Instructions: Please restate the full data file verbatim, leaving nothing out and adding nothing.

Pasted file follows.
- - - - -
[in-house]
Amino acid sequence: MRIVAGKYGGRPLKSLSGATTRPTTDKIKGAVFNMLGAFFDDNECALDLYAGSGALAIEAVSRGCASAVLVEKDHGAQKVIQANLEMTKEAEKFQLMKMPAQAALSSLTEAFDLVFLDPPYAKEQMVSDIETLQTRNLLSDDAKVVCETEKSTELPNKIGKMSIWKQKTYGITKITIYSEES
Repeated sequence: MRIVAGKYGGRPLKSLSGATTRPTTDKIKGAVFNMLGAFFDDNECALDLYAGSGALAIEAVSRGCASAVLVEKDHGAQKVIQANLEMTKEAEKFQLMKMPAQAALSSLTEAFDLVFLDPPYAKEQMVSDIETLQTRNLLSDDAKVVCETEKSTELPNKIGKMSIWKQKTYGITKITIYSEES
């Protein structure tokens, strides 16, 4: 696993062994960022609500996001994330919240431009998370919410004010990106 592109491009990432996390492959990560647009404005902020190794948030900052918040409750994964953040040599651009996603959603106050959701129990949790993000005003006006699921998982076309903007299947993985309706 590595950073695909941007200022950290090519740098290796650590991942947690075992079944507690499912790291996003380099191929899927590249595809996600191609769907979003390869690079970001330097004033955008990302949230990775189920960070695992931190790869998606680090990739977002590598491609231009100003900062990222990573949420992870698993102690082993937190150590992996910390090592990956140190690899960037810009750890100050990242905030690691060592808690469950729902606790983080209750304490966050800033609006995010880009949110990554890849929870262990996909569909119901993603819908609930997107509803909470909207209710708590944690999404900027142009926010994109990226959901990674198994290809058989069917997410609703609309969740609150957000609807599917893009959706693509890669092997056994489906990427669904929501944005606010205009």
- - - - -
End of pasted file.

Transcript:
[in-house]
Amino acid sequence: MRIVAGKYGGRPLKSLSGATTRPTTDKIKGAVFNMLGAFFDDNECALDLYAGSGALAIEAVSRGCASAVLVEKDHGAQKVIQANLEMTKEAEKFQLMKMPAQAALSSLTEAFDLVFLDPPYAKEQMVSDIETLQTRNLLSDDAKVVCETEKSTELPNKIGKMSIWKQKTYGITKITIYSEES
Repeated sequence: MRIVAGKYGGRPLKSLSGATTRPTTDKIKGAVFNMLGAFFDDNECALDLYAGSGALAIEAVSRGCASAVLVEKDHGAQKVIQANLEMTKEAEKFQLMKMPAQAALSSLTEAFDLVFLDPPYAKEQMVSDIETLQTRNLLSDDAKVVCETEKSTELPNKIGKMSIWKQKTYGITKITIYSEES
């Protein structure tokens, strides 16, 4: 696993062994960022609500996001994330919240431009998370919410004010990106 592109491009990432996390492959990560647009404005902020190794948030900052918040409750994964953040040599651009996603959603106050959701129990949790993000005003006006699921998982076309903007299947993985309706 590595950073695909941007200022950290090519740098290796650590991942947690075992079944507690499912790291996003380099191929899927590249595809996600191609769907979003390869690079970001330097004033955008990302949230990775189920960070695992931190790869998606680090990739977002590598491609231009100003900062990222990573949420992870698993102690082993937190150590992996910390090592990956140190690899960037810009750890100050990242905030690691060592808690469950729902606790983080209750304490966050800033609006995010880009949110990554890849929870262990996909569909119901993603819908609930997107509803909470909207209710708590944690999404900027142009926010994109990226959901990674198994290809058989069917997410609703609309969740609150957000609807599917893009959706693509890669092997056994489906990427669904929501944005606010205009």